The boat, built of recycled shoes and plastic waste
The boat, built of recycled shoes and plastic waste, sailed along the East African coast raising awareness about the dangers of plastic pollution for marine ecosystems.
By Wesley Langat
MOMBASA, Kenya, Feb 12 (Thomson Reuters Foundation) – It was 6pm when an unusual rainbow-coloured boat, made of recycled plastic waste and discarded flip-flops gathered from beaches and roadsides, dropped anchor off the beach at Mtwapa, near Kenya’s coastal city of Mombasa.
The 9-metre-long dhow, “The Flipflopi”, was sailing south along East Africa’s coast to raise awareness of the threat plastics pose to the oceans, said chief boat-builder and captain Ali Skanda.
Beaches and marine ecosystems have been badly affected by plastics, Skanda said, adding it was time to change local people’s mindset on how they handle and dispose of waste.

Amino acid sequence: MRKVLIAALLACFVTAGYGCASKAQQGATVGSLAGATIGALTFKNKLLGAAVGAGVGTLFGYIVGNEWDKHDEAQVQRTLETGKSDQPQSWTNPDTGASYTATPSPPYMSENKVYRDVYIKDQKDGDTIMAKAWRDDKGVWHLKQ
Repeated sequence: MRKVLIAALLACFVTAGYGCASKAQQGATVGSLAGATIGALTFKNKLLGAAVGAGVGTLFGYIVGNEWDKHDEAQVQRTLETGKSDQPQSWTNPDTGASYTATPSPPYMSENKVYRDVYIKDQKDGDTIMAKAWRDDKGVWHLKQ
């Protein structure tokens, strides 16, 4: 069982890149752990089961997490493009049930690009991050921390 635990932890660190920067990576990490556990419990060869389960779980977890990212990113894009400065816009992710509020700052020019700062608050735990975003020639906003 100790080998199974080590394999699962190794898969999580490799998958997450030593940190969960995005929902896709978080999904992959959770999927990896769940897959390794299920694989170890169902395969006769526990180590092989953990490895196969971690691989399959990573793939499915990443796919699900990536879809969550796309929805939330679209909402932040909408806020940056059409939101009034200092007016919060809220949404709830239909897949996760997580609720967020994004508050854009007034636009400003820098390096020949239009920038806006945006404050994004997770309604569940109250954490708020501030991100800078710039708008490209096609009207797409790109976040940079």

“That’s why we started this voyage – to reach out to communities in East Africa, and also globally,” he said.
The boat’s voyage took it 500 km (311 miles) south from Lamu island in Kenya to Zanzibar in neighbouring Tanzania over two weeks starting on Jan. 23.
Along the way the boat made six stops, with its crew joining local people, schools and officials for beach clean-ups and events highlighting the effect of plastic pollution on the seas.
The motivation for boat-builder and fisherman Hassan Mohammed, 56, was seeing how much has changed in recent decades.
Until 20 years ago, the shore at Mtwapa was free of pollution, he said. But tourism has meant increased use of plastic carrier bags and bottles, which has harmed the ocean.
“When I started fishing, the only people around were fishermen and fisherwomen – and we used woven baskets and no plastics,” he said.
“Nowadays, many people have started local businesses, like hotels along the shores, and contributed to a huge mess – as you can see, the place is littered with plastic bottles,” he added.
The Flipflopi, built from 10 tonnes of plastic waste, was first launched late last year.
Co-founder Ben Morison told the Thomson Reuters Foundation he began working on the project in 2016 “to transmit the message about the impact that plastic is having on marine ecosystems, how this affects us, and most important of all, what we can do about it”.
Courtesy of Thomson Reuters Foundation News